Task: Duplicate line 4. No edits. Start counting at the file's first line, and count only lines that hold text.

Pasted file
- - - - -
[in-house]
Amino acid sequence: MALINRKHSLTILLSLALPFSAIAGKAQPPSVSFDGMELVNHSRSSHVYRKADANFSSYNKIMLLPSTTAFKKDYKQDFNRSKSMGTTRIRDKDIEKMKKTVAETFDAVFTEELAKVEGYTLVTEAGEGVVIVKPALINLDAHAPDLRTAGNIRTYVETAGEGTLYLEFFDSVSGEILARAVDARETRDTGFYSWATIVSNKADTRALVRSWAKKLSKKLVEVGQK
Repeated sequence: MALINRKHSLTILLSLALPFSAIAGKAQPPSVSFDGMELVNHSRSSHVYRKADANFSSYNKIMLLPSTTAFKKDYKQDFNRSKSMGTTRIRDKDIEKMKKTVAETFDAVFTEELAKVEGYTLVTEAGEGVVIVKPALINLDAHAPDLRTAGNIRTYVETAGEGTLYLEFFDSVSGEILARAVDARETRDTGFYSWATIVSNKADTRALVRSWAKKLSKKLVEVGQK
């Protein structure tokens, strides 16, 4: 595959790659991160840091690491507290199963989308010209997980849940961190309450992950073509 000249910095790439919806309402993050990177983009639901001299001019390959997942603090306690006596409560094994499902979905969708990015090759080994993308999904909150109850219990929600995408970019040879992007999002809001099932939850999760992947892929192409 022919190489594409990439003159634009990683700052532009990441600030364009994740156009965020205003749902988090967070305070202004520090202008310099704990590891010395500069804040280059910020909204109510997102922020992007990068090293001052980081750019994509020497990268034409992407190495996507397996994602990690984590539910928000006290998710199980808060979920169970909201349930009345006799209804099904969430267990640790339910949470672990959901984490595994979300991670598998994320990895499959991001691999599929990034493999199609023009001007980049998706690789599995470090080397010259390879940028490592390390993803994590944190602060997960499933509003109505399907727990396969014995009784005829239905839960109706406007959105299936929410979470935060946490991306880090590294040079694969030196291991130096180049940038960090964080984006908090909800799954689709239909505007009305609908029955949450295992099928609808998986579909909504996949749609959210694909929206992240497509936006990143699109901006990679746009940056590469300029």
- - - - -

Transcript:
């Protein structure tokens, strides 16, 4: 595959790659991160840091690491507290199963989308010209997980849940961190309450992950073509 000249910095790439919806309402993050990177983009639901001299001019390959997942603090306690006596409560094994499902979905969708990015090759080994993308999904909150109850219990929600995408970019040879992007999002809001099932939850999760992947892929192409 022919190489594409990439003159634009990683700052532009990441600030364009994740156009965020205003749902988090967070305070202004520090202008310099704990590891010395500069804040280059910020909204109510997102922020992007990068090293001052980081750019994509020497990268034409992407190495996507397996994602990690984590539910928000006290998710199980808060979920169970909201349930009345006799209804099904969430267990640790339910949470672990959901984490595994979300991670598998994320990895499959991001691999599929990034493999199609023009001007980049998706690789599995470090080397010259390879940028490592390390993803994590944190602060997960499933509003109505399907727990396969014995009784005829239905839960109706406007959105299936929410979470935060946490991306880090590294040079694969030196291991130096180049940038960090964080984006908090909800799954689709239909505007009305609908029955949450295992099928609808998986579909909504996949749609959210694909929206992240497509936006990143699109901006990679746009940056590469300029």